the undercover economist strikes back


Most economists failed to warn adequately of the risks in the run-up to the last recession, and now are confused about the best prescription for pulling out of it.

The Inside Story Narrator Tim Harford presents you the hidden economic conspiracy and truths. In this book, Tim Harford has tried to do something much harder. Create a commenting name to join the debate, There are no Independent Premium comments yet - be the first to add your thoughts, There are no comments yet - be the first to add your thoughts. Printing money really did help, and rather than that fact being obvious, it should be profoundly surprising—a fact worth explaining. Harford explains the reason for that. Great introductory book on macroeconomics for people new to the subject. That's not much. But maybe, thanks to people such as Harford, the profession will gain a better-informed audience, and a more perceptive one for its real shortcomings. The existing Open Comments threads will continue to exist for those who do not subscribe to Independent Premium. I also found myself disagreeing with a bunch of them, and I give kudos to the writer for coming up with innovative stuff in a "basics" book rather than rehashing the familiar. You can write a book review and share your experiences. © 2008-2020,, Inc. or its affiliates, International Economic Conditions (Books). January 13, 2014 • Defining poverty is not straightforward, says Tim Harford, author of the new book The Undercover Economist Strikes Back. Read this book for class again, and I have to say, it sucked more than the first book. Likewise, all the congressional staffers in the babysitting co‑op would rather have been in a booming. Harford's first step is to fashion his text as a kind of 21st century Socratic dialogue, placing us ("you") as the putative decision-makers in our economy and then describing the various things that we can do. If they left the co‑op, they had to pay all.

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There are no maths or equations, the book uses quotes and (true) stories to illuminate the author's points.

This allows him to be chatty even when taking on inflation, deflation and stagflation. This is a striking story for many reasons. Welcome back. I decided to pick up this book because I liked his first one (The Undercover Economist), and was eager to learn more about this fascinating field. As a general proposition there is usually a conflict between the short-term and the long-term, in that short-term measures to cope with recessions may undermine long-term potential growth.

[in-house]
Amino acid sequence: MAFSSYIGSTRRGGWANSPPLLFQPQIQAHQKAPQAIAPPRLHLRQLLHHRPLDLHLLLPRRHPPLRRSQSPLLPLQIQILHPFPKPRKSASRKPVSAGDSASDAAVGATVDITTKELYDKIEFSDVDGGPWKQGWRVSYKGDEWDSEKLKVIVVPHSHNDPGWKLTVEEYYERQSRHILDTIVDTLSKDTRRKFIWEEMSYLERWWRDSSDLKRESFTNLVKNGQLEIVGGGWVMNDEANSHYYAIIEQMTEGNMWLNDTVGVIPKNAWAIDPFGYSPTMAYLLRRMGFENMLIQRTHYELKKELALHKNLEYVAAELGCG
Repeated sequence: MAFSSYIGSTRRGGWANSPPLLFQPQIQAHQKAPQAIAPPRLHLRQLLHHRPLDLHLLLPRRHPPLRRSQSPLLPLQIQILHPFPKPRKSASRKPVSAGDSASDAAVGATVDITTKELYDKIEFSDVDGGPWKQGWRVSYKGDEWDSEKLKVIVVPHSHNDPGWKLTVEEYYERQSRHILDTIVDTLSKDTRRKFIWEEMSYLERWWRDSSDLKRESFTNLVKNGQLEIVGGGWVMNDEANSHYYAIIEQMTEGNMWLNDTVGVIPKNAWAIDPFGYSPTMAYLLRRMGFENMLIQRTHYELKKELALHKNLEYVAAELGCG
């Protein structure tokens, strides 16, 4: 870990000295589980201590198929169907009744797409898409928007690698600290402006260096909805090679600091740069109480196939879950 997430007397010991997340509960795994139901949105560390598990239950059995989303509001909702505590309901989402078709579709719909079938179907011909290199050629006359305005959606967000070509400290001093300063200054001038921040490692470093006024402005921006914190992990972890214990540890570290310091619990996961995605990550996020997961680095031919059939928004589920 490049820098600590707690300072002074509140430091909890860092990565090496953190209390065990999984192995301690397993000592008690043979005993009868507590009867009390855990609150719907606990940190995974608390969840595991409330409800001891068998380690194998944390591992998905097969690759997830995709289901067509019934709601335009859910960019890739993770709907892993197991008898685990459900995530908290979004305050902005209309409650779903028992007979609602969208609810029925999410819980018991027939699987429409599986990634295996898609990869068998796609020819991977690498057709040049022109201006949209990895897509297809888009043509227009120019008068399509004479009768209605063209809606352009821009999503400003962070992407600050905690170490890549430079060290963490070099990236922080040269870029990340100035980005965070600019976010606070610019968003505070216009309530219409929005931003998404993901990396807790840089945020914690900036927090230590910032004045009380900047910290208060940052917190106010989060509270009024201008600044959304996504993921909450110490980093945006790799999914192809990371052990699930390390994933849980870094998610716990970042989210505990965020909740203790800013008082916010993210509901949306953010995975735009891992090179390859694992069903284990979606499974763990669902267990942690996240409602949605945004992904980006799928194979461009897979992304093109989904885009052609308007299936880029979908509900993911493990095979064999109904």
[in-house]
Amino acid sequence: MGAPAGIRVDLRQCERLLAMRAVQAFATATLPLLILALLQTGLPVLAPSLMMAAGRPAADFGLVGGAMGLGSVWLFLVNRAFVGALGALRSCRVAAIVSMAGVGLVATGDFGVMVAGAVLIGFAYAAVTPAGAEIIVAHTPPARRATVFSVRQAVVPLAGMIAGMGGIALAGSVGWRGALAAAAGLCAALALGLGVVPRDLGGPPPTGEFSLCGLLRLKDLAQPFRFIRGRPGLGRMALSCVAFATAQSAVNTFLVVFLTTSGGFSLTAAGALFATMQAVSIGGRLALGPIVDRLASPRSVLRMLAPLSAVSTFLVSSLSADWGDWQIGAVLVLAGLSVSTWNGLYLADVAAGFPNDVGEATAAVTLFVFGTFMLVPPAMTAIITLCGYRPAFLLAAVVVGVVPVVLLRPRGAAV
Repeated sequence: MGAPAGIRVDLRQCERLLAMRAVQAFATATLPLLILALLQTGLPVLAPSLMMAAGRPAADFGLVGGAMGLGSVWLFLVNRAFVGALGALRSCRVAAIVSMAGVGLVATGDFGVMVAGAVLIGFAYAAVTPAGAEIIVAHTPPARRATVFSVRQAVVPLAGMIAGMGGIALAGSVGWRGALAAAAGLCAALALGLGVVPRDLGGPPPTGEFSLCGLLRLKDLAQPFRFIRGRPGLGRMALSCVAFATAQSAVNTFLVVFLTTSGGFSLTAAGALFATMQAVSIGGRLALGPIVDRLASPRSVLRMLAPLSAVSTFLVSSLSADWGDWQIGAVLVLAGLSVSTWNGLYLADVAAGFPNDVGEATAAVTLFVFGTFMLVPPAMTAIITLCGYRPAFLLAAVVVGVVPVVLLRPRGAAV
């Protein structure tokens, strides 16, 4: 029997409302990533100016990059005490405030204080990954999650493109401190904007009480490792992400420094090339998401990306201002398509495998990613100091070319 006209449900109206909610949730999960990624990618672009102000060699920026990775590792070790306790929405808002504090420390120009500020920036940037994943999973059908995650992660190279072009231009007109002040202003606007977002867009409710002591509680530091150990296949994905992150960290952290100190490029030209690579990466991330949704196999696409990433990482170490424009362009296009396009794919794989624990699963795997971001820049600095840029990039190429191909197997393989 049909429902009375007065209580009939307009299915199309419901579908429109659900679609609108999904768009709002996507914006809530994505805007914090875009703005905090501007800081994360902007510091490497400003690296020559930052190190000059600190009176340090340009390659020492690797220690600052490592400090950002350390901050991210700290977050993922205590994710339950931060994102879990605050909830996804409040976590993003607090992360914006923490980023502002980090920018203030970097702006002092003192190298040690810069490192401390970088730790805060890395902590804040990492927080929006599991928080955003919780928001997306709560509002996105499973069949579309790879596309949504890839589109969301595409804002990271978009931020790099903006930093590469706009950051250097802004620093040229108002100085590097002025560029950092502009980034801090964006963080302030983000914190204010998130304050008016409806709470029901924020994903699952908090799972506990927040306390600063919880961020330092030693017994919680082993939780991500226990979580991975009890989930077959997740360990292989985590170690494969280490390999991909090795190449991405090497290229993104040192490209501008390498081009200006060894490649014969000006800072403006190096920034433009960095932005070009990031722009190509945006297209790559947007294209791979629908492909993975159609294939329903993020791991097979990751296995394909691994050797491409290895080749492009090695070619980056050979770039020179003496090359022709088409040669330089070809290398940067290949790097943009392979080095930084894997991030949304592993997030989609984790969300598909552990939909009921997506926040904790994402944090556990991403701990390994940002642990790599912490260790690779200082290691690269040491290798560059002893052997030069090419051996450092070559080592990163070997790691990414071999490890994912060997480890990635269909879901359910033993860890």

You can call up your central bank, the Federal Reserve or the Bank of England or wherever, and ask the governor to add a few zeroes to the sums of money held electronically in the central bank's accounts. Sometimes the "questions" were so few and far between that he might as well just have written normal prose and even in the parts that were more conversational I didn't think the format added much. How? I have made an effort to try to get a better sense of how monetary and fiscal policies are defined, what leads to recessions, do stimulus packages really help, and many such other questions. I saw this at an airport and thought id give it a try since it talks about macroeconomics, a subject i love, and studied at uni. I liked his book on microeconomics called “The undercover econ. I’m a fan of Tim Harford a/k/a “the Undercover Economist.” He’s an academic who has thrown his hat into the pop economics genre, but while he does use a conversational tone and give real life examples, he doesn’t dumb the concepts down. He is also the only economist in the world to run a problem page, “Dear Economist”, in which FT readers’ personal problems are answered tongue-in-cheek with the late. He must understand symbols and speak in words. It wasn't just the new parents who wanted to stay in and save up some scrip—everybody.